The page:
More interesting is that after the emotional change happens, the mind then comes up with good reasons for the change. Very often justifications come after the fact.
Emotions are more persuasive than information
If a writer wants to affect change in people then he will have to affect their emotions. Information is not enough. The longer your list the more you engage the readers intellect in a way that disconnects them from their emotions.
And if the reader is really interested in making changes to improve themselves they might be better served by reading fewer lists. Making changes in your life will require good principles and reasoning, but those principles will have to be paid more than a passing glance of a paragraph. They will also have to be coupled with good emotional connections and motivations.
Without that emotional motivation there is no new action or behavior change and therefore no real benefit. Change doesn’t have to happen through emotions, but it often does. Big life changes usually involve a great deal of emotion. Small life changes usually involve a small amount of emotion. Why are the emotions so important? You have to break the emotional attachments that hold the resistance to change. You also have to create new emotional connections for behaviors to stick. For more understanding the importance of emotions in making behavior changes read the article in Breaking Emotional Eating Habits.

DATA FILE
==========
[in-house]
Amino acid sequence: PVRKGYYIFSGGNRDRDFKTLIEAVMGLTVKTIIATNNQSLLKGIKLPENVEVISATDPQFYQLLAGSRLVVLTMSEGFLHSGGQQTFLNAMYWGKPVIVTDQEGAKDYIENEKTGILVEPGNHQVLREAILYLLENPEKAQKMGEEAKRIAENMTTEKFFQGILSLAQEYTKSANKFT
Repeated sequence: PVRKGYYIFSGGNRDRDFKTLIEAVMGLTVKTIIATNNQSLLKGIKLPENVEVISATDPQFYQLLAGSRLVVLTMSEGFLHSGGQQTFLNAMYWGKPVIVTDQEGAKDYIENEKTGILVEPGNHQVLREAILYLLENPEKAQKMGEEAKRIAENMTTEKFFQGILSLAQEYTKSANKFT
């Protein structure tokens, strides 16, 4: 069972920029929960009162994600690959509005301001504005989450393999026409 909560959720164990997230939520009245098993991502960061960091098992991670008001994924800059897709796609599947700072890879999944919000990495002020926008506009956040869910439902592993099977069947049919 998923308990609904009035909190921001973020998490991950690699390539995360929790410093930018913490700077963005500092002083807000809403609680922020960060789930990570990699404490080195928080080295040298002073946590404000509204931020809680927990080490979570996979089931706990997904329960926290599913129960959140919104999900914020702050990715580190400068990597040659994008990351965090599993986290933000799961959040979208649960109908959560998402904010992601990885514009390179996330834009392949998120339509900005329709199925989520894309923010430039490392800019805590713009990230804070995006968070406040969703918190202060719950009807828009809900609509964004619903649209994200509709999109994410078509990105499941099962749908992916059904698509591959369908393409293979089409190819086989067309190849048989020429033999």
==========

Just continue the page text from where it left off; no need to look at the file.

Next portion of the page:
How we really learn and change
People’s behavior is driven more by emotions than by information. The information that does motivate them does so because it affects them emotionally. It connects to them in a way that is meaningful to their lives. This is more likely to be done through story than through lists and principles.
If you are writing or sharing with the intent to improve peoples lives then I suggest you include some relevant context to the points you are making. You will probably also want to impact people at an emotional level. Stories that touch upon people’s emotions are just one way to do that. Spiritual masters knew this. That’s why they often placed their teachings within stories or parables. They provide context that help connect those images to our life so we could draw upon them later. Those stories are also remembered long after items on the list are forgotten.